Intel and HP representatives declined to comment on the plan.
Meanwhile, SGI--a maker of high-end computers that is banking much of its future on Linux and Intel chips--released its own tools Monday to help write software for Itanium computers. Members of the Trillian team creating Linux for Itanium have been eagerly awaiting these critical tools, called "compilers," which translate programming code into instructions a computer chip can understand.
While HP has the most experience with the details of the IA-64 architecture, SGI is good with compiler expertise in other areas. "They have had historically very good compilers, and they have very good compiler people," said MicroDesign Resources analyst Keith Diefendorff said.
The release of the HP emulation software will be accompanied by compilers developed by Cygnus and supporting software called libraries from Intel.
The moves are critical for Linux if it's going to meet the expectations Intel and others have for the upstart operating system, still too new to be suitable for most high-end applications. Consequently, Linux currently is most popular in low-end servers based on 32-bit Intel chips, but Itanium and its successors in Intel's "IA-64" family offer a path that could lead Linux into higher-end computers.
But developing software for the new chip is difficult right now because there are so few Itanium prototype computers to go around. Intel has shipped more than 3,000 so far, but the systems are in high demand and aren't available to the vast majority of Linux programmers.
The three announcements illustrate the cooperative nature of the Linux movement: All the companies involved, as well as others, can take advantage of the software its competitors are releasing. By comparison, Microsoft and Sun are working separately to develop Itanium versions of their own operating systems.
Linux, a clone of Unix developed by a host of "open-source" programmers who share software, competes with Windows and versions of Unix from Sun and others. To accommodate the Linux movement, Intel has had to curtail its usually secretive methods, sharing more chip information than is typical for an unreleased product.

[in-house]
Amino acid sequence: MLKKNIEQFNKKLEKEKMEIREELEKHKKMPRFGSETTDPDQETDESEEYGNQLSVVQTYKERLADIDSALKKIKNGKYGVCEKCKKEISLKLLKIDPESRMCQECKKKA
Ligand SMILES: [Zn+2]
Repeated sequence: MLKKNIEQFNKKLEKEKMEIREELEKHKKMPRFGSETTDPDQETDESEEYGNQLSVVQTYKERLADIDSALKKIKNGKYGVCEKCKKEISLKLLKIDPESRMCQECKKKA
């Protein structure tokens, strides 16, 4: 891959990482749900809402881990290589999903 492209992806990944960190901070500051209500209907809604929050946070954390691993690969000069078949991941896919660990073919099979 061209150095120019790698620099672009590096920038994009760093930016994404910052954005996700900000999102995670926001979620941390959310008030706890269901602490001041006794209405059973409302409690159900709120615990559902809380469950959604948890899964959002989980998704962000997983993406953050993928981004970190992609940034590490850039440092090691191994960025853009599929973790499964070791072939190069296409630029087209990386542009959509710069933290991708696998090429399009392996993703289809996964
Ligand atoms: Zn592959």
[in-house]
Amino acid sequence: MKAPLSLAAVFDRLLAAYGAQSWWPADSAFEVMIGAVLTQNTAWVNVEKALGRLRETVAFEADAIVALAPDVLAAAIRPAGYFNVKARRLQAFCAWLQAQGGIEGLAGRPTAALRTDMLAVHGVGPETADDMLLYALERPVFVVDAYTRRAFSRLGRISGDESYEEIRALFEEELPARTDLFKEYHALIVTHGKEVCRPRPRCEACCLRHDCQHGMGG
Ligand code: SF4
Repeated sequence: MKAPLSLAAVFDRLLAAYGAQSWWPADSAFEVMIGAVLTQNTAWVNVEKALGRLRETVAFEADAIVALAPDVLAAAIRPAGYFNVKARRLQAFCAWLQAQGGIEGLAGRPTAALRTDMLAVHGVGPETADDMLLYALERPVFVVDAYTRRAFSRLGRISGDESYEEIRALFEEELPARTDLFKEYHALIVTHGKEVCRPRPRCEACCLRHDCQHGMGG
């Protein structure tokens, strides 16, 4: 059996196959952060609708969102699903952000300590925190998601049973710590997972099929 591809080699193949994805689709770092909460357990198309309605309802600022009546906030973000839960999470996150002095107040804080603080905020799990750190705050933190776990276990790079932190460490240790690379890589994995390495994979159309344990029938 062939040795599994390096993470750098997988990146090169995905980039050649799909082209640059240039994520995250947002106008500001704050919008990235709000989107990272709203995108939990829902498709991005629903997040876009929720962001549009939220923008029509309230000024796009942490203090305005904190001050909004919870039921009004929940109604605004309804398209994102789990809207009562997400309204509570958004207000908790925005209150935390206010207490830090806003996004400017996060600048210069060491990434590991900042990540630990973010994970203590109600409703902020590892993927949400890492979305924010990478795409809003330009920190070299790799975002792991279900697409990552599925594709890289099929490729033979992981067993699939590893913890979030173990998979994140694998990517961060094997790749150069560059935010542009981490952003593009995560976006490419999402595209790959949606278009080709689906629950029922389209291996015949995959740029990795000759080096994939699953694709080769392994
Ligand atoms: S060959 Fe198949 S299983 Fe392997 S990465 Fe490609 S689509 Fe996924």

The goal is that Itanium versions of Linux will be available at the same time Itanium systems ship later this year. Linux dovetails with Intel's philosophy of bringing high-end technology into mainstream computers. Intel hopes the Itanium chip and its successors will bring Intel technology into expensive, high-power computers that previously were the domain of Sun, Compaq, IBM and SGI, each of which have 64-bit processors.
The Itanium chip, Intel's first 64-bit processor, will be able to manage vastly larger databases than 32-bit chips and will be much faster at mathematical calculations.
HP, the original inventor of the design underlying the IA-64 chips, has its own compilers but has yet to release them. "In my talking to HP, my feeling is they believe their value-add in this whole IA-64 proposition is their compiler," Diefendorff said.
More surprising to Diefendorff was the fact that SGI chose to release its compiler. Likely reasons for the move include an attempt to win the attention, respect and goodwill of the Linux community and to foster development of software that will run on the type of computers SGI is good at building, such as its next-generation SN-1.
SGI released its compilers as open-source software under the General Public License license, which allows other programmers--including SGI competitors--to see how SGI achieved its reputation for strong compiler abilities. In addition, the SGI compilers may legally be fused with compilers from Red Hat's Cygnus team or modified by a user.
Microsoft is attached to the IA-64 architecture for some of the same reasons as Linux companies are: a way to penetrate untapped high-end markets. Microsoft's new Windows 2000 operating system is helping to undo the company's reputation for crash-prone software, but at the same time, the number of chips Windows runs on has dropped from four in the 1990s to one today.
Intel favors three operating systems for IA-64 computers: Linux, Windows and a version of Unix called Monterey-64 being jointly developed by IBM and Santa Cruz Operation.
IBM has its own plans for using Linux in high-end machines. The company's work developing Linux for its mainframe S/390 computers has now become an actual product.
TurboLinux and SuSE, two of the four major sellers of Linux, will distribute Linux for the S/390 in partnership with IBM's global services, IBM said today. The new version will allow Linux software to be used on these very expensive but very reliable servers, opening them to a wider range of uses.
Sun, though its Solaris operating system is more mature than Linux, can only dream of the attention Intel is lavishing on Linux. Intel and Sun are feuding over how much support Intel will give Sun in developing Solaris for IA-64. At the root of the disagreement is the fact that Sun prefers to sell computers based on its own UltraSparc chips.